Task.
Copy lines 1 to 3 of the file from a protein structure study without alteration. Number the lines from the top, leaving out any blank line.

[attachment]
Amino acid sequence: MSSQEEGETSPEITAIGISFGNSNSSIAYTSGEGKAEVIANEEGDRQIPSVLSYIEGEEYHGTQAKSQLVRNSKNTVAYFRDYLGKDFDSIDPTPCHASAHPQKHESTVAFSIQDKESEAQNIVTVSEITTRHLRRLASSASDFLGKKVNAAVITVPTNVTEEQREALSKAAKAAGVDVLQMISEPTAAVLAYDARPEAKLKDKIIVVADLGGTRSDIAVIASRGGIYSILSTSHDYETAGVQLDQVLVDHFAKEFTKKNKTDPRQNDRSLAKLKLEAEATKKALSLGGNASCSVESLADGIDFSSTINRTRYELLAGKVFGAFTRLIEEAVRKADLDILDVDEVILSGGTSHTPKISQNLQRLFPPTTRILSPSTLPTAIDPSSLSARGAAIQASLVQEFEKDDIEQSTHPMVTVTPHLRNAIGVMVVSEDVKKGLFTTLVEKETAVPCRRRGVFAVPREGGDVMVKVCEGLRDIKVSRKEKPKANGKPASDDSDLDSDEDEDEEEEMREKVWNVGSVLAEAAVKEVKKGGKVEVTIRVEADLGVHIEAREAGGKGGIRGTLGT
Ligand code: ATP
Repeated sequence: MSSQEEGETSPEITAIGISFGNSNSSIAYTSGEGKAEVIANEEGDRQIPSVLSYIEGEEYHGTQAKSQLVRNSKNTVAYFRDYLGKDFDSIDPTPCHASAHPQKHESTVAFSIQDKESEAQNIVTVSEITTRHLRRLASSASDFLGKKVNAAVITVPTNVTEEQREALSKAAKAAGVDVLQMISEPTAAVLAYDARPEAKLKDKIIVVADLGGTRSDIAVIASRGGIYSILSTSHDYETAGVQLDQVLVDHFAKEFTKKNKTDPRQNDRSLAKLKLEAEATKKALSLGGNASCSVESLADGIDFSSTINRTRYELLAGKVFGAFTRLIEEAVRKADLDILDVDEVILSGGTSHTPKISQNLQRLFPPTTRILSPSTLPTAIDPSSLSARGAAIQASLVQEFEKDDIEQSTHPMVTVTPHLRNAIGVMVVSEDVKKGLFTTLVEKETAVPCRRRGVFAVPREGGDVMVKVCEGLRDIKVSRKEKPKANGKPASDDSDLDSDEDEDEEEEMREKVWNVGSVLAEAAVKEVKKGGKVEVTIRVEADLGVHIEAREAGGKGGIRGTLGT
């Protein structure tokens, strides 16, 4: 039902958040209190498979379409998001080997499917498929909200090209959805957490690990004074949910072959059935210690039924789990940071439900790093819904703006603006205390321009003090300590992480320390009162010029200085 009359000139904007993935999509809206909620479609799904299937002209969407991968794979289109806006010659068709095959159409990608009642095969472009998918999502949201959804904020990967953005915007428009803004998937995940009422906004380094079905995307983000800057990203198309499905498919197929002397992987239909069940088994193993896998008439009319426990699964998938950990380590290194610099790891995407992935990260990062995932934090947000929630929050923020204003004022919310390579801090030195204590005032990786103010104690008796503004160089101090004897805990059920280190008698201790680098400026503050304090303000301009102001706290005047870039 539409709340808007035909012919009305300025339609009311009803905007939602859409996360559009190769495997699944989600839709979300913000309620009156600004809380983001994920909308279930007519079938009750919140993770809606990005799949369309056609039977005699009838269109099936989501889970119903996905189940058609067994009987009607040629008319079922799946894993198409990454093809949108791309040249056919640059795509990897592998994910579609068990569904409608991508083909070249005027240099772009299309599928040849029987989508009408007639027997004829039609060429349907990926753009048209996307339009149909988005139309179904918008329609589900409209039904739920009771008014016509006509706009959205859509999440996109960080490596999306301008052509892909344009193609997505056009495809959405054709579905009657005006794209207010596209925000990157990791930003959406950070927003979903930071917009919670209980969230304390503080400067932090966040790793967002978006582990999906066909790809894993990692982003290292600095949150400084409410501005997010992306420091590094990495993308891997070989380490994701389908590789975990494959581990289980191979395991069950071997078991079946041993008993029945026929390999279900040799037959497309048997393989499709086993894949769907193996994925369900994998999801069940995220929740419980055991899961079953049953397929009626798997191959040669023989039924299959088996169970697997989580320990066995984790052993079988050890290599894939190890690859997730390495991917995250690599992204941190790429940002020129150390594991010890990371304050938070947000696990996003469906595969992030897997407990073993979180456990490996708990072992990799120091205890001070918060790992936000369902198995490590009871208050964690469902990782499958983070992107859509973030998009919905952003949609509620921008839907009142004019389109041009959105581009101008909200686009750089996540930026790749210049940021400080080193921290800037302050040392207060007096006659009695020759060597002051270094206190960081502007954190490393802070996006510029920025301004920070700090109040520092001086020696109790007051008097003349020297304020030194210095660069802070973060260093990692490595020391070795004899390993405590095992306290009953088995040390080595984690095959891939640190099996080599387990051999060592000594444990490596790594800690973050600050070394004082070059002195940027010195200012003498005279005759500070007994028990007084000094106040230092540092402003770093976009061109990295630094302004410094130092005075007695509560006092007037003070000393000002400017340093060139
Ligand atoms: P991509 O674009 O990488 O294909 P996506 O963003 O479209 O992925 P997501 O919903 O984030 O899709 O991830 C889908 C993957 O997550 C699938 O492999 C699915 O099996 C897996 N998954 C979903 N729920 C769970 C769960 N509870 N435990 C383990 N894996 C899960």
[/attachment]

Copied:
Amino acid sequence: MSSQEEGETSPEITAIGISFGNSNSSIAYTSGEGKAEVIANEEGDRQIPSVLSYIEGEEYHGTQAKSQLVRNSKNTVAYFRDYLGKDFDSIDPTPCHASAHPQKHESTVAFSIQDKESEAQNIVTVSEITTRHLRRLASSASDFLGKKVNAAVITVPTNVTEEQREALSKAAKAAGVDVLQMISEPTAAVLAYDARPEAKLKDKIIVVADLGGTRSDIAVIASRGGIYSILSTSHDYETAGVQLDQVLVDHFAKEFTKKNKTDPRQNDRSLAKLKLEAEATKKALSLGGNASCSVESLADGIDFSSTINRTRYELLAGKVFGAFTRLIEEAVRKADLDILDVDEVILSGGTSHTPKISQNLQRLFPPTTRILSPSTLPTAIDPSSLSARGAAIQASLVQEFEKDDIEQSTHPMVTVTPHLRNAIGVMVVSEDVKKGLFTTLVEKETAVPCRRRGVFAVPREGGDVMVKVCEGLRDIKVSRKEKPKANGKPASDDSDLDSDEDEDEEEEMREKVWNVGSVLAEAAVKEVKKGGKVEVTIRVEADLGVHIEAREAGGKGGIRGTLGT
Ligand code: ATP
Repeated sequence: MSSQEEGETSPEITAIGISFGNSNSSIAYTSGEGKAEVIANEEGDRQIPSVLSYIEGEEYHGTQAKSQLVRNSKNTVAYFRDYLGKDFDSIDPTPCHASAHPQKHESTVAFSIQDKESEAQNIVTVSEITTRHLRRLASSASDFLGKKVNAAVITVPTNVTEEQREALSKAAKAAGVDVLQMISEPTAAVLAYDARPEAKLKDKIIVVADLGGTRSDIAVIASRGGIYSILSTSHDYETAGVQLDQVLVDHFAKEFTKKNKTDPRQNDRSLAKLKLEAEATKKALSLGGNASCSVESLADGIDFSSTINRTRYELLAGKVFGAFTRLIEEAVRKADLDILDVDEVILSGGTSHTPKISQNLQRLFPPTTRILSPSTLPTAIDPSSLSARGAAIQASLVQEFEKDDIEQSTHPMVTVTPHLRNAIGVMVVSEDVKKGLFTTLVEKETAVPCRRRGVFAVPREGGDVMVKVCEGLRDIKVSRKEKPKANGKPASDDSDLDSDEDEDEEEEMREKVWNVGSVLAEAAVKEVKKGGKVEVTIRVEADLGVHIEAREAGGKGGIRGTLGT